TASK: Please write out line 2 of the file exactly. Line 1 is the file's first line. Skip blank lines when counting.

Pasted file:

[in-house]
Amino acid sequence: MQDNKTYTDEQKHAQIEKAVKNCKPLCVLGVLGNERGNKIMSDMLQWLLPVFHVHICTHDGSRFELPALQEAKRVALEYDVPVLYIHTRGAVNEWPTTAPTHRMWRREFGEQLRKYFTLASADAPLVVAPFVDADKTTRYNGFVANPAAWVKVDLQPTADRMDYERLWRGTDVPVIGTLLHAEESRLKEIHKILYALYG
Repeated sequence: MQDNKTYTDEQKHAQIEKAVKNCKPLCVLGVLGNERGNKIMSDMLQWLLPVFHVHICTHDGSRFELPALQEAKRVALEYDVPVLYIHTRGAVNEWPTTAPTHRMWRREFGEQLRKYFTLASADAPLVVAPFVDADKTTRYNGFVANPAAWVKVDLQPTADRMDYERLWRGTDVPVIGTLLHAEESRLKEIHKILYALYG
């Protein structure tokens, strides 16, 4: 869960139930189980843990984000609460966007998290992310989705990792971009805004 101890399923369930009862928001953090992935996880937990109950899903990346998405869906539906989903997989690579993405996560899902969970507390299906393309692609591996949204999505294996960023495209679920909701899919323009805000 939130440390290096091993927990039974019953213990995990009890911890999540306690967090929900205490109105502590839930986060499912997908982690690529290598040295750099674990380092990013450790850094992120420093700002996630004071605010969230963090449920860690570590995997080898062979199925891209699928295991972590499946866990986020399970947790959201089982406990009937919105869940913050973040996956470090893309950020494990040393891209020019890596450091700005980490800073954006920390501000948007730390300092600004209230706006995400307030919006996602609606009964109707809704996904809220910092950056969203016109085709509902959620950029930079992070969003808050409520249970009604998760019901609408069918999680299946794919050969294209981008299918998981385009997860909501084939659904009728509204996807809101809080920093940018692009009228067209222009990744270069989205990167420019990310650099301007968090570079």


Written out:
Amino acid sequence: MQDNKTYTDEQKHAQIEKAVKNCKPLCVLGVLGNERGNKIMSDMLQWLLPVFHVHICTHDGSRFELPALQEAKRVALEYDVPVLYIHTRGAVNEWPTTAPTHRMWRREFGEQLRKYFTLASADAPLVVAPFVDADKTTRYNGFVANPAAWVKVDLQPTADRMDYERLWRGTDVPVIGTLLHAEESRLKEIHKILYALYG